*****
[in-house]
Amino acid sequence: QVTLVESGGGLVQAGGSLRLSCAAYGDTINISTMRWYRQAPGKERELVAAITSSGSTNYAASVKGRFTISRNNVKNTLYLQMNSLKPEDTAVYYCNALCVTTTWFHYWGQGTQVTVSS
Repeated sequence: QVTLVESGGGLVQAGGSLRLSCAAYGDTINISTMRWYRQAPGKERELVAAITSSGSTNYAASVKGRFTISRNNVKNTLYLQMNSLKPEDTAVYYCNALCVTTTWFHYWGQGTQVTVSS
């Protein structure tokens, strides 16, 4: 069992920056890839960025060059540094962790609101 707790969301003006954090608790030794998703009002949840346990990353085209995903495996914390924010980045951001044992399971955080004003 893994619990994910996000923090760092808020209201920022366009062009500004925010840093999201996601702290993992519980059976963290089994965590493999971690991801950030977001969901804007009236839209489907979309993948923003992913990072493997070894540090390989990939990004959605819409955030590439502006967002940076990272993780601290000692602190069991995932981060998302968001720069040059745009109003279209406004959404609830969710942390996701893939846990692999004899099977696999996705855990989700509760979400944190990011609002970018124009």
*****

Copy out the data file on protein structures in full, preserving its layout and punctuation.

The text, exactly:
[in-house]
Amino acid sequence: QVTLVESGGGLVQAGGSLRLSCAAYGDTINISTMRWYRQAPGKERELVAAITSSGSTNYAASVKGRFTISRNNVKNTLYLQMNSLKPEDTAVYYCNALCVTTTWFHYWGQGTQVTVSS
Repeated sequence: QVTLVESGGGLVQAGGSLRLSCAAYGDTINISTMRWYRQAPGKERELVAAITSSGSTNYAASVKGRFTISRNNVKNTLYLQMNSLKPEDTAVYYCNALCVTTTWFHYWGQGTQVTVSS
């Protein structure tokens, strides 16, 4: 069992920056890839960025060059540094962790609101 707790969301003006954090608790030794998703009002949840346990990353085209995903495996914390924010980045951001044992399971955080004003 893994619990994910996000923090760092808020209201920022366009062009500004925010840093999201996601702290993992519980059976963290089994965590493999971690991801950030977001969901804007009236839209489907979309993948923003992913990072493997070894540090390989990939990004959605819409955030590439502006967002940076990272993780601290000692602190069991995932981060998302968001720069040059745009109003279209406004959404609830969710942390996701893939846990692999004899099977696999996705855990989700509760979400944190990011609002970018124009």